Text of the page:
We talk a lot about driving in California, but this post is for all those mid-size market drivers! Today, RSG contributor Melissa Berry interviews Jeff Brown, who drives in Columbus, OH.
Jeff drives in Columbus, OH, a city of just about 900,000 people. He first started driving because he wanted to earn some extra money after becoming a new Dad. He was also interested in the sharing economy, as he has worked as a trainer and public speaker, and figured it would be a great way to meet new people.
Jeff first started driving in 2016 and almost immediately started tracking his earnings. He found that he made well-over minimum wage, and recently he reached out to Harry to discuss what he found, share his earnings tracking sheet, and share his best practices for drivers in mid-range to small-sized cities.
The following is based on an edited and condensed interview with Jeff, where he shares his top tips for driving in a mid-size market.
Driving in 2016 Compared to 2018
Even though it’s only been two years, driving back in 2016 seems like eons ago in terms of the on-demand economy because so much as changed. Jeff got started driving a few weeks before the Republican National Convention in Cleveland, OH.
The RNC was interesting in terms of people met, but was only somewhat financially lucrative for Jeff. As many people know, Uber pays different rates in different cities. At the time, Uber was paying about 30% less in Cleveland than what they were paying in his home city of Columbus. He ended up driving a lot, using a lot of gas, and made about $800 during the convention working 12 hours a day.
However, the real benefit for Jeff was getting to meet so many people who he never would have met otherwise. Jeff did it for kind of cultural research. Most of the passengers were from out of state or some from other countries, and so he was a bit of a tour guide and a host. It really paid off being from the city and knowing about it, but you don’t have to be a native to be informed about your city streets and history!
Tips for Mid-Sized Markets
Get to Know the Type of City You Live In
Jeff only drives for Uber, as Lyft inexplicably didn’t accept him to drive. Luckily, Uber is very popular in Columbus, from Jeff’s perspective, so it’s possible to still do a lot of driving. Jeff primarily drives in Columbus, OH (population: nearly 900,000 people) but has also driven in Cleveland (a smaller market of 400,000 people).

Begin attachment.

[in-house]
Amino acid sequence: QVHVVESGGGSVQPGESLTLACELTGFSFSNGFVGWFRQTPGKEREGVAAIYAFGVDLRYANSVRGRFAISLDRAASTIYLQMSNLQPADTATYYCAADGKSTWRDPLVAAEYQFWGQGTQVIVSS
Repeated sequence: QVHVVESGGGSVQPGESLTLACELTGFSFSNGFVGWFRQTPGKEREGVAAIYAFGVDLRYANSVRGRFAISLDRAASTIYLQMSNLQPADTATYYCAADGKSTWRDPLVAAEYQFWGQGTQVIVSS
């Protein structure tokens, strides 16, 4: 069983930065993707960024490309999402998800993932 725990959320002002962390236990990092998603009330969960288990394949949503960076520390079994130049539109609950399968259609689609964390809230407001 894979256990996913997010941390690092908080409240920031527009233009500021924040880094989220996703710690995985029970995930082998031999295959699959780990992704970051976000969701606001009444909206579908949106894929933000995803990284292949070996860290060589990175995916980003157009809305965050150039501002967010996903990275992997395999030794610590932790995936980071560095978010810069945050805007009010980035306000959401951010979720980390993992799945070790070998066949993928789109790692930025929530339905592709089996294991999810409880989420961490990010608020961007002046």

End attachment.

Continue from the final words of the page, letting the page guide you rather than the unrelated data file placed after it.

The type of city, no matter what the size, can help to influence what you earn as a driver. For instance, Columbus is a rapidly growing city. Many people don’t know that Columbus is the 14th largest city by population in the United States, but t’s a medium sized metro area. It has Ohio State University, which is the second largest university in the country. There are fifty thousand students on campus, which Jeff lives about two miles from.
In addition, there are some 500 companies. It’s really a Millennial town – which means many people are familiar with and use Uber and Lyft. There are many tech companies, young professionals and entrepreneurs, which makes it an excellent location to support the on-demand economy.
Even if your city isn’t as vibrant, get to know the busy areas. It might be downtown, or it might be near the local university. One size doesn’t necessarily fit all in mid- to small-sized markets, but there is always some time of day or year when your city gets busy – you just have to be proactive and find out when!
Be Strategic About When You Drive
Jeff is a part-time driver and started by primarily driving evenings and weekends. Predictably, Saturday nights were the most profitable, with Jeff bringing in $150 almost every Saturday.
However, in small- to mid-sized cities, you need to do research on events. Unlike San Francisco or New York, which probably have something going on every night, Columbus has specific events that really drive Uber requests. Football games, concerts, the Ohio State Fair are all big traffic days for Uber (and probably Lyft). Pay attention to these events, learn when/where they are and learn pick up/drop off spots so you don’t get stuck in the melee.
If you’re not sure where to start on finding out about events in your city, visit the arena website for your local stadium/arena/etc. It may take some trial and error – in Columbus, Jeff found out that even though it would seem like the professional hockey team would drive surge, it ended up not being worth it for him.
In bigger cities, it may be profitable to drive during the early “rush hour” mornings or for business travelers – but here in Columbus, this was a dud. Evenings and events are when you’ll earn the most in this market, and may be true for nearly all small- to mid-sized markets.
Get In, Get Out
One thing that can really hold you up (and cut into your profits) driving in a small- to mid-sized market is traffic. Uber and Lyft have pick up/drop off points for the bigger events – but Jeff recommends avoiding those areas and finding your own pick up and drop off points.
This is again where knowing your city comes in handy! Over time, Jeff has found backways, alleys and side roads where he can get people close to the events while not getting stuck in traffic himself. Jeff even recommends avoiding a 4.0 surge if it puts you in the middle of traffic. He recommends accepting a 2.5 surge if it will keep you out of 20-30 minutes of traffic. Plus, your passengers will appreciate getting there a little faster!